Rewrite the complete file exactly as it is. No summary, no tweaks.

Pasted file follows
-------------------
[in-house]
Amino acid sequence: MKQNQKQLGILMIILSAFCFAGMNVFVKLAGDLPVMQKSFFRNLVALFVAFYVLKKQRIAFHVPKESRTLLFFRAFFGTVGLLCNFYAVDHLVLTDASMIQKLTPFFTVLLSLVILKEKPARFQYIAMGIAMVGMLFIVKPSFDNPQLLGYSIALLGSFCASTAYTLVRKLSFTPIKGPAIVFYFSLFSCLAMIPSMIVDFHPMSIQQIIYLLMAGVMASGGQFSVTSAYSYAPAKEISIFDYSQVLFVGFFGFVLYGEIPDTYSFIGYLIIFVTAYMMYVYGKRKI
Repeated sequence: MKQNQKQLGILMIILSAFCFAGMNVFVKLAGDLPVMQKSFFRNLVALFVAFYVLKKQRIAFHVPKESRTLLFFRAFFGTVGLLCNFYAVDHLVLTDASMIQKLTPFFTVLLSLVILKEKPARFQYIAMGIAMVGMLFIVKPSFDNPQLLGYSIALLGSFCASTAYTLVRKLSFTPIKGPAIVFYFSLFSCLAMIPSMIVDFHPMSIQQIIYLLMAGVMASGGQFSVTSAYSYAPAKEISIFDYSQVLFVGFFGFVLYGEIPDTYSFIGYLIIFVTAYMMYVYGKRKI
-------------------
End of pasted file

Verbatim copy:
[in-house]
Amino acid sequence: MKQNQKQLGILMIILSAFCFAGMNVFVKLAGDLPVMQKSFFRNLVALFVAFYVLKKQRIAFHVPKESRTLLFFRAFFGTVGLLCNFYAVDHLVLTDASMIQKLTPFFTVLLSLVILKEKPARFQYIAMGIAMVGMLFIVKPSFDNPQLLGYSIALLGSFCASTAYTLVRKLSFTPIKGPAIVFYFSLFSCLAMIPSMIVDFHPMSIQQIIYLLMAGVMASGGQFSVTSAYSYAPAKEISIFDYSQVLFVGFFGFVLYGEIPDTYSFIGYLIIFVTAYMMYVYGKRKI
Repeated sequence: MKQNQKQLGILMIILSAFCFAGMNVFVKLAGDLPVMQKSFFRNLVALFVAFYVLKKQRIAFHVPKESRTLLFFRAFFGTVGLLCNFYAVDHLVLTDASMIQKLTPFFTVLLSLVILKEKPARFQYIAMGIAMVGMLFIVKPSFDNPQLLGYSIALLGSFCASTAYTLVRKLSFTPIKGPAIVFYFSLFSCLAMIPSMIVDFHPMSIQQIIYLLMAGVMASGGQFSVTSAYSYAPAKEISIFDYSQVLFVGFFGFVLYGEIPDTYSFIGYLIIFVTAYMMYVYGKRKI